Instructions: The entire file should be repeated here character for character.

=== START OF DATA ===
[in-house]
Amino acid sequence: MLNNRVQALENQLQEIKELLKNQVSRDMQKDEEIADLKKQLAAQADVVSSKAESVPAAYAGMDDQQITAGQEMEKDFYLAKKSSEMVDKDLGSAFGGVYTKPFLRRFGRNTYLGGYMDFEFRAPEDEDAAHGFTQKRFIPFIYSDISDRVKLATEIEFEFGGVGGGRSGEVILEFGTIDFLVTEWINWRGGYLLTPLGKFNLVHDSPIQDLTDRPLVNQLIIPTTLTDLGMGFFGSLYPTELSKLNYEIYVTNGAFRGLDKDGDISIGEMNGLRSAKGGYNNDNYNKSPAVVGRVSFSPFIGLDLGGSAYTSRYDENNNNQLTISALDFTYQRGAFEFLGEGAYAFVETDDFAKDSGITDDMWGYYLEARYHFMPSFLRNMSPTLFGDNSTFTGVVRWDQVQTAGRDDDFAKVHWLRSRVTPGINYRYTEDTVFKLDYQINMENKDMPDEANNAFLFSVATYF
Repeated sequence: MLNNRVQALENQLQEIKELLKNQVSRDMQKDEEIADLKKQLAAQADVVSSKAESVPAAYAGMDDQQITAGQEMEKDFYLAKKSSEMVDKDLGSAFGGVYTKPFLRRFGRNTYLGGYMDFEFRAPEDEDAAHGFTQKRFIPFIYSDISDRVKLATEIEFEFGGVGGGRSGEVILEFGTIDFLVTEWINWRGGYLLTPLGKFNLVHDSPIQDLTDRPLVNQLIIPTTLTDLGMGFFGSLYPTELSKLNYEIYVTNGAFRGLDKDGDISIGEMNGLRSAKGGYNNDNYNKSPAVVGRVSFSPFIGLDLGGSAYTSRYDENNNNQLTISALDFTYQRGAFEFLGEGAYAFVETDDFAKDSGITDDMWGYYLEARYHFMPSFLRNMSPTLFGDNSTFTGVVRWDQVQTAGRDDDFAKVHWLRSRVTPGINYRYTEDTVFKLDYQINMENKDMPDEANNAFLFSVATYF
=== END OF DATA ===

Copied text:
[in-house]
Amino acid sequence: MLNNRVQALENQLQEIKELLKNQVSRDMQKDEEIADLKKQLAAQADVVSSKAESVPAAYAGMDDQQITAGQEMEKDFYLAKKSSEMVDKDLGSAFGGVYTKPFLRRFGRNTYLGGYMDFEFRAPEDEDAAHGFTQKRFIPFIYSDISDRVKLATEIEFEFGGVGGGRSGEVILEFGTIDFLVTEWINWRGGYLLTPLGKFNLVHDSPIQDLTDRPLVNQLIIPTTLTDLGMGFFGSLYPTELSKLNYEIYVTNGAFRGLDKDGDISIGEMNGLRSAKGGYNNDNYNKSPAVVGRVSFSPFIGLDLGGSAYTSRYDENNNNQLTISALDFTYQRGAFEFLGEGAYAFVETDDFAKDSGITDDMWGYYLEARYHFMPSFLRNMSPTLFGDNSTFTGVVRWDQVQTAGRDDDFAKVHWLRSRVTPGINYRYTEDTVFKLDYQINMENKDMPDEANNAFLFSVATYF
Repeated sequence: MLNNRVQALENQLQEIKELLKNQVSRDMQKDEEIADLKKQLAAQADVVSSKAESVPAAYAGMDDQQITAGQEMEKDFYLAKKSSEMVDKDLGSAFGGVYTKPFLRRFGRNTYLGGYMDFEFRAPEDEDAAHGFTQKRFIPFIYSDISDRVKLATEIEFEFGGVGGGRSGEVILEFGTIDFLVTEWINWRGGYLLTPLGKFNLVHDSPIQDLTDRPLVNQLIIPTTLTDLGMGFFGSLYPTELSKLNYEIYVTNGAFRGLDKDGDISIGEMNGLRSAKGGYNNDNYNKSPAVVGRVSFSPFIGLDLGGSAYTSRYDENNNNQLTISALDFTYQRGAFEFLGEGAYAFVETDDFAKDSGITDDMWGYYLEARYHFMPSFLRNMSPTLFGDNSTFTGVVRWDQVQTAGRDDDFAKVHWLRSRVTPGINYRYTEDTVFKLDYQINMENKDMPDEANNAFLFSVATYF